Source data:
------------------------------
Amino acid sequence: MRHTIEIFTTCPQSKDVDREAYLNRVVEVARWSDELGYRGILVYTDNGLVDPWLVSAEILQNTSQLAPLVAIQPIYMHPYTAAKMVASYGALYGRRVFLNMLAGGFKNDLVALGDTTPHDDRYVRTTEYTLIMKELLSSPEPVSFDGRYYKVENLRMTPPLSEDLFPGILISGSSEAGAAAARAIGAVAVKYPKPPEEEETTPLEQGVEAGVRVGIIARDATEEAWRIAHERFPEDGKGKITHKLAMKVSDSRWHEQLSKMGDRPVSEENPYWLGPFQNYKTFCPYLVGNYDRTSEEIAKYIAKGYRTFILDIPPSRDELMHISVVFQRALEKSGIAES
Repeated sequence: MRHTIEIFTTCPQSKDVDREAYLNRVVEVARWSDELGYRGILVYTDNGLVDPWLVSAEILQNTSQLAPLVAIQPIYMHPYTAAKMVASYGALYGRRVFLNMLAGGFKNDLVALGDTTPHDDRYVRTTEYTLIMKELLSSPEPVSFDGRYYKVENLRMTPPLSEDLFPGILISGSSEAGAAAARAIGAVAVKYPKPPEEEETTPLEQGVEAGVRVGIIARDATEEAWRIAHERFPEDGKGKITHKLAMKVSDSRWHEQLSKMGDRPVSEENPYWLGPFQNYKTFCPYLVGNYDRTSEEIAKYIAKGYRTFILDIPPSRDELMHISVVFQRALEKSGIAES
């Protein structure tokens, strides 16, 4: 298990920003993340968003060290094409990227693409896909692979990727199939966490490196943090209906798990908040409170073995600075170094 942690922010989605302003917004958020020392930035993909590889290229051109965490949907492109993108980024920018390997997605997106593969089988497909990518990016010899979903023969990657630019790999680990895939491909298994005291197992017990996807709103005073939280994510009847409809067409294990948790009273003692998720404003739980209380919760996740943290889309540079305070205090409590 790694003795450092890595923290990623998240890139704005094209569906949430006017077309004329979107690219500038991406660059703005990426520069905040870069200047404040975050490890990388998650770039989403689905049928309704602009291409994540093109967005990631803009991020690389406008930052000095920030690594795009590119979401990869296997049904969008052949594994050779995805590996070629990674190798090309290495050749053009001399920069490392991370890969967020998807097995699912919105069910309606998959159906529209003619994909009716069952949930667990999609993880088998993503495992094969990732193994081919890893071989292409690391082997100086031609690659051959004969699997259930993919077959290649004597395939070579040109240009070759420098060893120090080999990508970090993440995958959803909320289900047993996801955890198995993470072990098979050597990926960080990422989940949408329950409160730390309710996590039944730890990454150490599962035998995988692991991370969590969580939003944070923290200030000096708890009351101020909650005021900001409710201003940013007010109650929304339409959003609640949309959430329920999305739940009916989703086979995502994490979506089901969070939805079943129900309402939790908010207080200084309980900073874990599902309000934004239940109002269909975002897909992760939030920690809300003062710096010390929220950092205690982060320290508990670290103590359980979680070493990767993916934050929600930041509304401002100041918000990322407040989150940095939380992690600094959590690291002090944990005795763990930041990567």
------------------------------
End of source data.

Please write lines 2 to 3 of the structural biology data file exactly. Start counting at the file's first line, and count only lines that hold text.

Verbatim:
Repeated sequence: MRHTIEIFTTCPQSKDVDREAYLNRVVEVARWSDELGYRGILVYTDNGLVDPWLVSAEILQNTSQLAPLVAIQPIYMHPYTAAKMVASYGALYGRRVFLNMLAGGFKNDLVALGDTTPHDDRYVRTTEYTLIMKELLSSPEPVSFDGRYYKVENLRMTPPLSEDLFPGILISGSSEAGAAAARAIGAVAVKYPKPPEEEETTPLEQGVEAGVRVGIIARDATEEAWRIAHERFPEDGKGKITHKLAMKVSDSRWHEQLSKMGDRPVSEENPYWLGPFQNYKTFCPYLVGNYDRTSEEIAKYIAKGYRTFILDIPPSRDELMHISVVFQRALEKSGIAES
């Protein structure tokens, strides 16, 4: 298990920003993340968003060290094409990227693409896909692979990727199939966490490196943090209906798990908040409170073995600075170094 942690922010989605302003917004958020020392930035993909590889290229051109965490949907492109993108980024920018390997997605997106593969089988497909990518990016010899979903023969990657630019790999680990895939491909298994005291197992017990996807709103005073939280994510009847409809067409294990948790009273003692998720404003739980209380919760996740943290889309540079305070205090409590 790694003795450092890595923290990623998240890139704005094209569906949430006017077309004329979107690219500038991406660059703005990426520069905040870069200047404040975050490890990388998650770039989403689905049928309704602009291409994540093109967005990631803009991020690389406008930052000095920030690594795009590119979401990869296997049904969008052949594994050779995805590996070629990674190798090309290495050749053009001399920069490392991370890969967020998807097995699912919105069910309606998959159906529209003619994909009716069952949930667990999609993880088998993503495992094969990732193994081919890893071989292409690391082997100086031609690659051959004969699997259930993919077959290649004597395939070579040109240009070759420098060893120090080999990508970090993440995958959803909320289900047993996801955890198995993470072990098979050597990926960080990422989940949408329950409160730390309710996590039944730890990454150490599962035998995988692991991370969590969580939003944070923290200030000096708890009351101020909650005021900001409710201003940013007010109650929304339409959003609640949309959430329920999305739940009916989703086979995502994490979506089901969070939805079943129900309402939790908010207080200084309980900073874990599902309000934004239940109002269909975002897909992760939030920690809300003062710096010390929220950092205690982060320290508990670290103590359980979680070493990767993916934050929600930041509304401002100041918000990322407040989150940095939380992690600094959590690291002090944990005795763990930041990567």